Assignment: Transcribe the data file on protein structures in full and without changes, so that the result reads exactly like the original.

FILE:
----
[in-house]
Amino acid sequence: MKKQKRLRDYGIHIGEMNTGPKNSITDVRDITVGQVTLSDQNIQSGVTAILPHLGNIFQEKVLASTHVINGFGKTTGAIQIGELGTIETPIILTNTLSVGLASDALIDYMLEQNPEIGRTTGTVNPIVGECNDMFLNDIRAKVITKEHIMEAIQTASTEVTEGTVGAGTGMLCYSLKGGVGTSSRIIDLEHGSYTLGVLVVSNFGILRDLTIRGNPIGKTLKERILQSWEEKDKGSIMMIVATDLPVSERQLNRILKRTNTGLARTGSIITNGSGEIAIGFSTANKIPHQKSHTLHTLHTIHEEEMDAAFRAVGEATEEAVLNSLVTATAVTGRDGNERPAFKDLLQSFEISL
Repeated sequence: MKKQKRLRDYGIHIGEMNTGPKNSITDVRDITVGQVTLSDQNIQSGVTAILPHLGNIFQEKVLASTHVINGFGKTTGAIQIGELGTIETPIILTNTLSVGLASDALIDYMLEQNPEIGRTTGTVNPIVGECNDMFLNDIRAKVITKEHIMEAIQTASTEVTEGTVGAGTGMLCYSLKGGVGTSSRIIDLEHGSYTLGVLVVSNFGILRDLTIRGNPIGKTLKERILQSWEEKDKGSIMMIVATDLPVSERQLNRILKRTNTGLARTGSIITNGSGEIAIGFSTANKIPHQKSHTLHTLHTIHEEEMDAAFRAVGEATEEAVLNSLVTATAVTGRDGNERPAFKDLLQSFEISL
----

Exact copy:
[in-house]
Amino acid sequence: MKKQKRLRDYGIHIGEMNTGPKNSITDVRDITVGQVTLSDQNIQSGVTAILPHLGNIFQEKVLASTHVINGFGKTTGAIQIGELGTIETPIILTNTLSVGLASDALIDYMLEQNPEIGRTTGTVNPIVGECNDMFLNDIRAKVITKEHIMEAIQTASTEVTEGTVGAGTGMLCYSLKGGVGTSSRIIDLEHGSYTLGVLVVSNFGILRDLTIRGNPIGKTLKERILQSWEEKDKGSIMMIVATDLPVSERQLNRILKRTNTGLARTGSIITNGSGEIAIGFSTANKIPHQKSHTLHTLHTIHEEEMDAAFRAVGEATEEAVLNSLVTATAVTGRDGNERPAFKDLLQSFEISL
Repeated sequence: MKKQKRLRDYGIHIGEMNTGPKNSITDVRDITVGQVTLSDQNIQSGVTAILPHLGNIFQEKVLASTHVINGFGKTTGAIQIGELGTIETPIILTNTLSVGLASDALIDYMLEQNPEIGRTTGTVNPIVGECNDMFLNDIRAKVITKEHIMEAIQTASTEVTEGTVGAGTGMLCYSLKGGVGTSSRIIDLEHGSYTLGVLVVSNFGILRDLTIRGNPIGKTLKERILQSWEEKDKGSIMMIVATDLPVSERQLNRILKRTNTGLARTGSIITNGSGEIAIGFSTANKIPHQKSHTLHTLHTIHEEEMDAAFRAVGEATEEAVLNSLVTATAVTGRDGNERPAFKDLLQSFEISL